Pubdate: Wed, 20 Apr 2005
Source: Knoxville News-Sentinel (TN)
Copyright: 2005 The Knoxville News-Sentinel Co.
Author: Andre Picard
Cited: GW Pharmaceuticals
Bookmark: (Sativex)
Bookmark: (Cannabis - Medicinal)


Canada has become the first country in the world to approve the sale
of a cannabis-based prescription painkiller.

Cannabis sativa L. has won approval from Health Canada regulators for
treatment of a severe form of pain common among sufferers of multiple
sclerosis, but it may also find favor with those with nerve pain
related to conditions ranging from shingles to cancer.

The drug, marketed in Canada by Bayer HealthCare under the brand name
Sativex, is sprayed under the tongue or inside the cheek.

While it contains the active ingredients that give pot smokers their
buzz, including delta-9-tetrahydrocannabinol (THC) and cannabidiol
(CBD), users will not get stoned.

"These people are not feeling intoxicated by the drug, partly because
the type of cannabinoids that have been isolated and purified work
more specifically at the targeted pain receptors," said Dr. Virginia
Devonshire, a neurologist at the University of British Columbia.

Patients who will be prescribed the drug will also be suffering from
neuropathic pain, which is excruciating and can be provoked by
movement, touch or temperature.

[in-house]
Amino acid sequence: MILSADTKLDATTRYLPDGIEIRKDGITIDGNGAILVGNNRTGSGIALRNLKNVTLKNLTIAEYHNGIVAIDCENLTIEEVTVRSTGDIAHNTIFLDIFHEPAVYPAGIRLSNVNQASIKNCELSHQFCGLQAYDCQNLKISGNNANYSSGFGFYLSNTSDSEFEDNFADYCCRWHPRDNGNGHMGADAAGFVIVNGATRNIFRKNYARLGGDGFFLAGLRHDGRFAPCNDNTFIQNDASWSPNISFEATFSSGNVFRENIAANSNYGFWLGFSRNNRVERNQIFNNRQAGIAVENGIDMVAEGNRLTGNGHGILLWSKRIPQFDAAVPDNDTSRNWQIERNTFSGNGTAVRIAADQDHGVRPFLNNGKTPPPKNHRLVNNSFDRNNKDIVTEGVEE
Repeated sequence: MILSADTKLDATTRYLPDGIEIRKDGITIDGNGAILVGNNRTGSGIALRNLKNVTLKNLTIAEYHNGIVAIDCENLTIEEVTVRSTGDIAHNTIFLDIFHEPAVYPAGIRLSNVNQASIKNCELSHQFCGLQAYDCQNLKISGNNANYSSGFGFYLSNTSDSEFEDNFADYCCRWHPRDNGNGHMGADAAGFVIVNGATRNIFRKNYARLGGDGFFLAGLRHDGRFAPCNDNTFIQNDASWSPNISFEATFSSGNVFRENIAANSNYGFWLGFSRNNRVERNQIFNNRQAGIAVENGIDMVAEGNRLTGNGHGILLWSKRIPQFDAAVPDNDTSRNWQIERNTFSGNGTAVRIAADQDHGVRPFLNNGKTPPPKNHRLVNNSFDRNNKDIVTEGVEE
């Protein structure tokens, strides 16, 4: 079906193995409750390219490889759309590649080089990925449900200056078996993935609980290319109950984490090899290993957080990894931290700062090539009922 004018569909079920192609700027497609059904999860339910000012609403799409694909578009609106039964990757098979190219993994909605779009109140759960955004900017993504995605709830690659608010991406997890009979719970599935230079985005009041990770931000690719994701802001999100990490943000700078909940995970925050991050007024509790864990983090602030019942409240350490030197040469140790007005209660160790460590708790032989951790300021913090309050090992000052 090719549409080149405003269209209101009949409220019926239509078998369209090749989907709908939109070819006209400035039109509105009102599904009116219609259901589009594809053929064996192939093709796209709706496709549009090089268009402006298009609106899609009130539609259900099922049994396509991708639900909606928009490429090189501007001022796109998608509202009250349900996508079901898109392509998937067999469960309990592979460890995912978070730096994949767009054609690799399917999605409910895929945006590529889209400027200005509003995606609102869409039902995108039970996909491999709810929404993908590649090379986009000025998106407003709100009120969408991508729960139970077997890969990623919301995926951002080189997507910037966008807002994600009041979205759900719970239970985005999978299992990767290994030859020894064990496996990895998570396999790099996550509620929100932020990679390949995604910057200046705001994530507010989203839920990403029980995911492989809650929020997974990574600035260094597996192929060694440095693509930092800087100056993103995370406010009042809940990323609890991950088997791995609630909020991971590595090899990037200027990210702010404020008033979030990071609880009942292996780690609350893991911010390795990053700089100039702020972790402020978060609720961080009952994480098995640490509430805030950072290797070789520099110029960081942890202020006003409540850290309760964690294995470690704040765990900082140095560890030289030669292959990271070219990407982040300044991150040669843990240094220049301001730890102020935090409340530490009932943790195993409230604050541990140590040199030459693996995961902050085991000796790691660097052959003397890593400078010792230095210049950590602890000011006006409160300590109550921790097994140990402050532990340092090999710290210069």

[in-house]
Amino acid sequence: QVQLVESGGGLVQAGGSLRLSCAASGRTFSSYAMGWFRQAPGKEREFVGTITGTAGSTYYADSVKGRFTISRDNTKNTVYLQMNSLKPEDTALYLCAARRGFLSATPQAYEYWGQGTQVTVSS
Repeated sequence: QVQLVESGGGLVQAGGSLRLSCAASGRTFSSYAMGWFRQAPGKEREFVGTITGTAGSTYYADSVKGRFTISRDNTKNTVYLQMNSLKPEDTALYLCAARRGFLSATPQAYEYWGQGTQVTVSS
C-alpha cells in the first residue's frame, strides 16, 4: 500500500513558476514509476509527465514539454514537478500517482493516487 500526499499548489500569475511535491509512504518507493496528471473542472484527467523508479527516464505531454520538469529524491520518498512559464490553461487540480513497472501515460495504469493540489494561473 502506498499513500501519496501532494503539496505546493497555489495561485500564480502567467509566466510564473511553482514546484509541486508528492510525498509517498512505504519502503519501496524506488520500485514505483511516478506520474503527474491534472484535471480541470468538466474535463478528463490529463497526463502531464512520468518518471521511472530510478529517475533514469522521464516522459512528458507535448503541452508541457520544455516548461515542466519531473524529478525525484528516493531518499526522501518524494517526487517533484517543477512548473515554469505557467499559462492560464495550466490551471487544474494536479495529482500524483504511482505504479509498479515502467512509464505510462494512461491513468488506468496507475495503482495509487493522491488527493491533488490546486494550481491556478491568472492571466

"It's like being plugged into an electric socket all the time," said
Steve Walsh of Milton, Ontario, who has endured neuropathic pain in
his hand for five years since being diagnosed with MS.

He said that, at times, simple things like holding money in his hands
"can be too much to take." None of the numerous painkillers he has
tried to date provided any real relief, he said.

"There's a huge community of people with MS who are looking forward to
this," Walsh said. "Personally, I would be tickled pink if it helped
with the pain so I could do things like pick up my grandchild without

Sativex should be on the market in Canada before summer. The price of
the drug has not yet been established.

While a number of drugs use synthesized forms of cannabis, this is the
first to actually use marijuana extracts. The British drug company
that developed Sativex, GW Pharmaceuticals, has been harvesting 40,000
pot plants in a secret location to produce the drug.

Dr. Allan Gordon, a neurologist and director of the Wasser Pain
Management Center at Mount Sinai Hospital in Toronto, said that while
the drug is getting a lot of attention because it is derived from
cannabis, the real story is that there is an "urgent need for
additional treatment options in the field of neuropathic pain and MS."
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